What Are the Potential Faults in Using the IRR as a Capital Budgeting Technique?

by Sue-Lynn Carty

The biggest potential fault for using internal rate of return (IRR) as the only measure of the economic feasibility of a project is that it uses a single discount rate to measure all investments. Other potential problems are that it may be inadequate for projects with varying positive and negative cash flows or longer-term projects for which financial analysts expect the discount rates to vary.


When a company begins a new project or expansion, it finances the expenses through debt, equity or both. The financing of the project is referred to as its cost of capital. Financial analysts calculate each project's IRR to determine the expected profitability of the project as compared to its costs. The IRR discounts future cash flows of a project to their net present value (NPV). The discount rate is the rate of return at which the NPV of future cash flows equals zero. If the project has an IRR that is higher than its cost of capital, the company will consider it economically feasible.

One Discount Rate

Financial analysts often use the weighted average cost of capital (WACC) as the discount rate when performing IRR calculations. WACC is a representation of the cost of both debt and equity financing and is the minimum interest rate a project must return for analysts to consider it profitable. WACC calculations have multiple inputs, such as the amount of debt and equity financing used for a project. Using only one discount rate when performing IRR calculations may result in an inaccurate measure of an individual project's economic feasibility because the WACC inputs may not the same for all projects.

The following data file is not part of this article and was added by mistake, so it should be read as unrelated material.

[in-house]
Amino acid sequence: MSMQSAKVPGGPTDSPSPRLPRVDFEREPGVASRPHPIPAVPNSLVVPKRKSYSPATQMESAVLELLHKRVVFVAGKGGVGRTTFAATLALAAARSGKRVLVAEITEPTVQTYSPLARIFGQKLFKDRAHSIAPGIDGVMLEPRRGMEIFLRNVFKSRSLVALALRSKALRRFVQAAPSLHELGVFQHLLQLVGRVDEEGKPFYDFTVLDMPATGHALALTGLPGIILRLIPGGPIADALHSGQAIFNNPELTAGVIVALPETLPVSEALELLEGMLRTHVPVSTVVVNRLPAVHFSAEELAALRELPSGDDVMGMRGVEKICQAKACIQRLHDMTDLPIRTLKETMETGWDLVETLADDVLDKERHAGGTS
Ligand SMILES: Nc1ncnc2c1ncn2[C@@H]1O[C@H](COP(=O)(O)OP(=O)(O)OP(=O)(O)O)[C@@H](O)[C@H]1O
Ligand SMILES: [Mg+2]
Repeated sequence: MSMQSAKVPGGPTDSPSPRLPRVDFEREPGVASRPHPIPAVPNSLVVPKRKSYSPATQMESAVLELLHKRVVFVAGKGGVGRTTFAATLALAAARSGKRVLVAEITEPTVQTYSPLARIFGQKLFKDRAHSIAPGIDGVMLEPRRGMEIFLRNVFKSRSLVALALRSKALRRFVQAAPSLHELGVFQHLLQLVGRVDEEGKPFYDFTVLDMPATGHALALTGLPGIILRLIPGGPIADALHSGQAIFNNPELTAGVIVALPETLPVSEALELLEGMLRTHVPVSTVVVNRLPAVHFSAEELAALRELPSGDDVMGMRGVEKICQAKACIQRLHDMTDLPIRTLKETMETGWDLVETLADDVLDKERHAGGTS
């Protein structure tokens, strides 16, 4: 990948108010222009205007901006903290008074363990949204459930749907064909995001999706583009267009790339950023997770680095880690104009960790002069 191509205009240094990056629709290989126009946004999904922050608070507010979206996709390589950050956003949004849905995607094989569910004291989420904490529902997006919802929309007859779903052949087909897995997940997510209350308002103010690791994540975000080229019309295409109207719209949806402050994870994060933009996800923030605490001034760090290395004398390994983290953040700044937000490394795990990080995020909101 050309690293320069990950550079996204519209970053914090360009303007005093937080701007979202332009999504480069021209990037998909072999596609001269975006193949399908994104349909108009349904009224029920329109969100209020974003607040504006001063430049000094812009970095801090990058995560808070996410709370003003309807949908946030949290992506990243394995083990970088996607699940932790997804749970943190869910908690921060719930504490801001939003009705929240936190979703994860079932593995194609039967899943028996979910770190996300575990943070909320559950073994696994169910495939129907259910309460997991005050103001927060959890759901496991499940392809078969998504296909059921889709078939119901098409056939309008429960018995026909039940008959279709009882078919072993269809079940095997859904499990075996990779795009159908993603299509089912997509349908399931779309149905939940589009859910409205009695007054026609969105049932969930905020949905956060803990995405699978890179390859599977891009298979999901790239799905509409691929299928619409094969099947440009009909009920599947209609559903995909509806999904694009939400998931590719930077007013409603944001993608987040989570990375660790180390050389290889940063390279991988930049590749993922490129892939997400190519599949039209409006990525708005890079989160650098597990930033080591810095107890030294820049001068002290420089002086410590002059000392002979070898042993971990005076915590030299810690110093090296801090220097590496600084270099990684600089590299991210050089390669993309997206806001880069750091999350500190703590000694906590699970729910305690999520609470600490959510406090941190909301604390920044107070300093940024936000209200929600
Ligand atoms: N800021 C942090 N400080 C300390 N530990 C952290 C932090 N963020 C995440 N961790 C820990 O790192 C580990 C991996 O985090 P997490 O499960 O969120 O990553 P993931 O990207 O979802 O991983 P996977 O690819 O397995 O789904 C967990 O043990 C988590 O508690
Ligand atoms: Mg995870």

Expected Discount Rate Changes

Some analysts use the capital asset pricing model (CAPM) instead of the WACC as the discount rate for IRR calculations. One of the inputs for the discount rate using the CAPM is the risk-free rate of return. Since no investments are truly risk free, financial analysts use the rate of return on a government security such as a Treasury bill. Over the short-run, this input is unlikely to change significantly and the IRR may be an adequate measure of the expected rate of return and economic feasibility of a project. Over the long run, the rates of return on government securities such as T-bills are likely to change. As a result, IRR calculations for long-term projects may be an inaccurate measure of economic feasibility and/or profitability.

Cash Flow Issues

Financial analysts cannot calculate the IRR if the cash flows of a project are either all positive or all negative. The typical cash flows for a project begin with a negative number due to the initial cash outlay, while future cash flows are positive. In this case, IRR may be an adequate measure for profitability and feasibility. If a series of cash flows has more than one reversal, meaning cash flows change from positive to negative more than one time over the life of a project, there are multiple IRR solutions. Using just one IRR for such a project is not an adequate measure of profitability or feasibility.

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